Manmohan Singh strongly criticised the policy of demonetisation, calling it an “organised loot and legalised plunder of the economy” in Rajya Sabha on November 24.
This video contains snippets from the former prime minister’s Rajya Sabha address, here’s the full text of his speech:
“I rise to highlight some of the problems that have risen after the decision to demonetise Rs 500 and Rs 1000 currency notes.
Prime Minister has been arguing that this is the way to curb black money, to prevent growth of forfeiture currency notes and also to help in control of terrorist finance activities. I do not disagree with these objectives. But I do want to point out this that in the process of demonetisation monumental mismanagement has been undertaken about which today there is no two opinions in the country as a whole. Even those who say that this measure will do harm or cause distress in the short term, but be in the interests of the country in the long run, should be reminded of what John Keynes said once, “In the long run all of us are dead.”
And therefore, it is important to take note of grievances of the ordinary people who have suffered as a result of this imposition on the country overnight by the prime minister. And I say so with all responsibilities, that we do not know what will be the final outcome.
Prime Minister has said that we should wait for 50 days. Well, 50 days is a short period. But for those who are poor and from the deprived sections of the society even 50 days torture can bring about disastrous effects. And that’s why about 60 to 65 people have lost their lives, maybe more. And what has been done can weaken and erode our people’s confidence in the currency system and in the banking system.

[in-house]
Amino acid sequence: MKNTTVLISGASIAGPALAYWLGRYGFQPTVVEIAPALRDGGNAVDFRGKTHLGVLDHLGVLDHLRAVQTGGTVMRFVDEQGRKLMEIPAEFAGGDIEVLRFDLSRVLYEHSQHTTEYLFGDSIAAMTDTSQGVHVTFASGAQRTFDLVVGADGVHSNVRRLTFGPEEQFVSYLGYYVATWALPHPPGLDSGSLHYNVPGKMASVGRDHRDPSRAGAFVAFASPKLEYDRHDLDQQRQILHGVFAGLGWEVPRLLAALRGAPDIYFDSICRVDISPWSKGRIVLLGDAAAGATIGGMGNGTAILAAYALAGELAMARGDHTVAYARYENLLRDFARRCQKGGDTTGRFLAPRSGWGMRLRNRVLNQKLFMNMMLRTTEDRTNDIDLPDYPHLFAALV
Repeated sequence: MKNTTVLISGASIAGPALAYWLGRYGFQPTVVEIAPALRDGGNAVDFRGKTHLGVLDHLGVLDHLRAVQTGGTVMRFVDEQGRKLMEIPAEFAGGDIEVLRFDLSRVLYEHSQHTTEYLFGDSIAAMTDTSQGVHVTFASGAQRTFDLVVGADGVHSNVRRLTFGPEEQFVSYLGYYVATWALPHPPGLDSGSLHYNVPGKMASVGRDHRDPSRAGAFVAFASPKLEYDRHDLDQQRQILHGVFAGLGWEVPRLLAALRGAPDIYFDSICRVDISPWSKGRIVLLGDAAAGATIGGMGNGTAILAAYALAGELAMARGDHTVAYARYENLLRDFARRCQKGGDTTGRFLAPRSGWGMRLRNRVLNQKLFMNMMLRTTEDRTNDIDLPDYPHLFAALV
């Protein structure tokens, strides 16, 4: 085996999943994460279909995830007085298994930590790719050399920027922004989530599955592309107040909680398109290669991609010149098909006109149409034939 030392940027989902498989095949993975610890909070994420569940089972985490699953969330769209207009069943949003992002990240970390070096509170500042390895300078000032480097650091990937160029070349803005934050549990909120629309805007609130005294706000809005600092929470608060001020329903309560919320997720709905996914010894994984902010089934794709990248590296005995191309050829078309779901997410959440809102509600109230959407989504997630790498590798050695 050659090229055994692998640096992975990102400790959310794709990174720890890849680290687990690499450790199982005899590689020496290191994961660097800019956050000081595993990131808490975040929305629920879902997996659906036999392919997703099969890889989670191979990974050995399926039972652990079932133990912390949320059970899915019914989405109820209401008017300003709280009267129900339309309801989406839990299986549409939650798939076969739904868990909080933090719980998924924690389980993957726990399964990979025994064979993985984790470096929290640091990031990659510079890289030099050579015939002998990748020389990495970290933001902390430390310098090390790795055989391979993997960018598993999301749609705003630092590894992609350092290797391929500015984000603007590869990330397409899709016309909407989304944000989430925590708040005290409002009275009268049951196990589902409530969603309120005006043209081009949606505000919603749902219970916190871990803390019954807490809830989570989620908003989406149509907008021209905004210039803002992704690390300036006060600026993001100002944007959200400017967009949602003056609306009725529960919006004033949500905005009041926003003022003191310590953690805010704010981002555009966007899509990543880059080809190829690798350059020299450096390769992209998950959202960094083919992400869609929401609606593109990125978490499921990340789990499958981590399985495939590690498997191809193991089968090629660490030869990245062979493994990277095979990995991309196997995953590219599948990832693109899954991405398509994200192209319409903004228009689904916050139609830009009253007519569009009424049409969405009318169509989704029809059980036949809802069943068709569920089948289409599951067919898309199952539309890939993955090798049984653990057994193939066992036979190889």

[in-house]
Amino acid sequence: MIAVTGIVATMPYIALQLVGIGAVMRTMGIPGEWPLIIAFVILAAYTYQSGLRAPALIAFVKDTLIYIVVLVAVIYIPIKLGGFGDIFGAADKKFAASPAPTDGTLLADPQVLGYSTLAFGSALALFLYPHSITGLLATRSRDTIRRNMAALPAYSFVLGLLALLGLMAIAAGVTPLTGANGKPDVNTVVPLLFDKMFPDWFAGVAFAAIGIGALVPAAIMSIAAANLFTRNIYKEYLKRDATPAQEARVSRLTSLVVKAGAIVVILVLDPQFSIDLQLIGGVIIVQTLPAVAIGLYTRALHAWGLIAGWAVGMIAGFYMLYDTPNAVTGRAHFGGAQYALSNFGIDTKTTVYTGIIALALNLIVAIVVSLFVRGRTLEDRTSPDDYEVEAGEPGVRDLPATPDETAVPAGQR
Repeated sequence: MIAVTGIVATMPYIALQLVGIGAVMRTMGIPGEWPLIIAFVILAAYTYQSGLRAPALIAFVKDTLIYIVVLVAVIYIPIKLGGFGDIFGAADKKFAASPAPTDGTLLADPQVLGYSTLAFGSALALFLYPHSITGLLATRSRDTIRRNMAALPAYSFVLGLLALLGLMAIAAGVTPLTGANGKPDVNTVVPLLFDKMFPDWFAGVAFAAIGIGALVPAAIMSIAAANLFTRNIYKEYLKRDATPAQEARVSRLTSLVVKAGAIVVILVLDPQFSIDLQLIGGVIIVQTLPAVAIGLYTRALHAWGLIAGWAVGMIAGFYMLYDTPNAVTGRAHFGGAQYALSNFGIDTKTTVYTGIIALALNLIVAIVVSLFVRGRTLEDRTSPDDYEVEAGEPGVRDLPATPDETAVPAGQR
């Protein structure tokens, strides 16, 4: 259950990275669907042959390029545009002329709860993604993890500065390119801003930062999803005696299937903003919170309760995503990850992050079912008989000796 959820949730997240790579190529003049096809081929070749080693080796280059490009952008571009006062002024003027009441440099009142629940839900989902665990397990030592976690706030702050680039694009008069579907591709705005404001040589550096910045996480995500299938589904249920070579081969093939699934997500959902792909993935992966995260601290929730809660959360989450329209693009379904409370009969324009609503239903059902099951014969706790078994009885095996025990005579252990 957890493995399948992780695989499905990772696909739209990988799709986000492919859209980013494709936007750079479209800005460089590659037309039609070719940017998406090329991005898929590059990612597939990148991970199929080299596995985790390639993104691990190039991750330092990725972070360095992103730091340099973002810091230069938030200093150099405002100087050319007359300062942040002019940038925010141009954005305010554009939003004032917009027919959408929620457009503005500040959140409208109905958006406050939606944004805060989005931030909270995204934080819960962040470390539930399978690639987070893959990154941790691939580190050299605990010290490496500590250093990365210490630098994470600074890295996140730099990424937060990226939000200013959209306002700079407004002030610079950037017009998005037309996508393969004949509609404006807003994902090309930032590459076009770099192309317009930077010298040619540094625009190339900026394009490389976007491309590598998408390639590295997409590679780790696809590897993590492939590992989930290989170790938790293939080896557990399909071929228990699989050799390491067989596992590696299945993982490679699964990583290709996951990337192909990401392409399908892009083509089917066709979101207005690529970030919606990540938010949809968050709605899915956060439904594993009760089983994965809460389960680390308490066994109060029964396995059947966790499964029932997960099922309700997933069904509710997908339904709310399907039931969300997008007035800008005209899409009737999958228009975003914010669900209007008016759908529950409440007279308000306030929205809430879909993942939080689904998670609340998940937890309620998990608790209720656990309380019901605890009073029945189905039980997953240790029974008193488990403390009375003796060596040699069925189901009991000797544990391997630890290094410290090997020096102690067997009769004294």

I would like to know from the prime minister the name of any country he may think of where people have deposited their money in the banks but they are not allowed to withdraw their money. This alone, I think, is enough to condemn what has been done in the name of greater good of the people of the country.
And sir, I would further like to point out that in my opinion that the way the scheme has been implemented will hurt agricultural growth in our country, will hurt small industry, will hurt all those people who are in the informal sector of the economy. And my own feeling is that the national income, that is the GDP, can decline by about 2% as a result of what has been done. This is an underestimate, not an overestimate. Therefore, I feel that the Prime Minister must come up with some constructive proposal on how we can implement this scheme and at the same time prevent this distress that has been caused to the common people.
It is no good that every day the banking system comes with modification of the rules, the conditions under which the people can withdraw money. That reflects very poorly on the prime minister’s office, on the finance minister’s office and on the Reserve Bank of India. I am very sorry that the Reserve Bank of India has been exposed to this sort of criticism which I think is fully justified.
I, therefore, would not like to say much more than this. I urge upon the prime minister to find practical, pragmatic ways and means to relieve the distress of the people who happen to be a great majority. After all, 90% of our people work in the informal sector, 55% of our workers in agriculture are reeling in distress. The cooperative banking system which serves large number of people in the rural areas is non-functional and has been prevented from handling cash. So, in all, these measures convince me that the way this scheme has been implemented is a monumental management failure, and in fact, it is a case of organised loot, legalised plunder of the common people.
With these words, sir, I conclude. It is not my intention to pick holes in what one side does or another side does. But I sincerely hope that the prime minister will view that this late hour will help us to find practical, pragmatic ways and means to provide relief to the suffering of the people of this country. Thank you.”